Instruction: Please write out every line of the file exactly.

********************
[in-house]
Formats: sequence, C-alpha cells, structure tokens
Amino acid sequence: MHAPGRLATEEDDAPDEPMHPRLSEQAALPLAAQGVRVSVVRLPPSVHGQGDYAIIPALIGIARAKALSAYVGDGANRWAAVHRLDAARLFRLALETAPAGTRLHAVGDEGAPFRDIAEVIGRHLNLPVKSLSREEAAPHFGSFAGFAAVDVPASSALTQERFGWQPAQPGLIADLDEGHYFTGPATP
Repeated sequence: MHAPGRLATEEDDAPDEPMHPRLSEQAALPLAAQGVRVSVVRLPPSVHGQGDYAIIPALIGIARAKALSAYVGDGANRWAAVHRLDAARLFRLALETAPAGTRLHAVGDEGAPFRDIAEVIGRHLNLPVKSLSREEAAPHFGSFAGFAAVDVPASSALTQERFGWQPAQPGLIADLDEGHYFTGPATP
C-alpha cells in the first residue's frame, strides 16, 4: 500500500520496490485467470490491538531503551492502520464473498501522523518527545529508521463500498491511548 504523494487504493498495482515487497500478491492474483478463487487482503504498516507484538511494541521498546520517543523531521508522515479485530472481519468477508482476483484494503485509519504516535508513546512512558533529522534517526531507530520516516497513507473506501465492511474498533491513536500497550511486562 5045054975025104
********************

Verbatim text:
[in-house]
Formats: sequence, C-alpha cells, structure tokens
Amino acid sequence: MHAPGRLATEEDDAPDEPMHPRLSEQAALPLAAQGVRVSVVRLPPSVHGQGDYAIIPALIGIARAKALSAYVGDGANRWAAVHRLDAARLFRLALETAPAGTRLHAVGDEGAPFRDIAEVIGRHLNLPVKSLSREEAAPHFGSFAGFAAVDVPASSALTQERFGWQPAQPGLIADLDEGHYFTGPATP
Repeated sequence: MHAPGRLATEEDDAPDEPMHPRLSEQAALPLAAQGVRVSVVRLPPSVHGQGDYAIIPALIGIARAKALSAYVGDGANRWAAVHRLDAARLFRLALETAPAGTRLHAVGDEGAPFRDIAEVIGRHLNLPVKSLSREEAAPHFGSFAGFAAVDVPASSALTQERFGWQPAQPGLIADLDEGHYFTGPATP
C-alpha cells in the first residue's frame, strides 16, 4: 500500500520496490485467470490491538531503551492502520464473498501522523518527545529508521463500498491511548 504523494487504493498495482515487497500478491492474483478463487487482503504498516507484538511494541521498546520517543523531521508522515479485530472481519468477508482476483484494503485509519504516535508513546512512558533529522534517526531507530520516516497513507473506501465492511474498533491513536500497550511486562 5045054975025104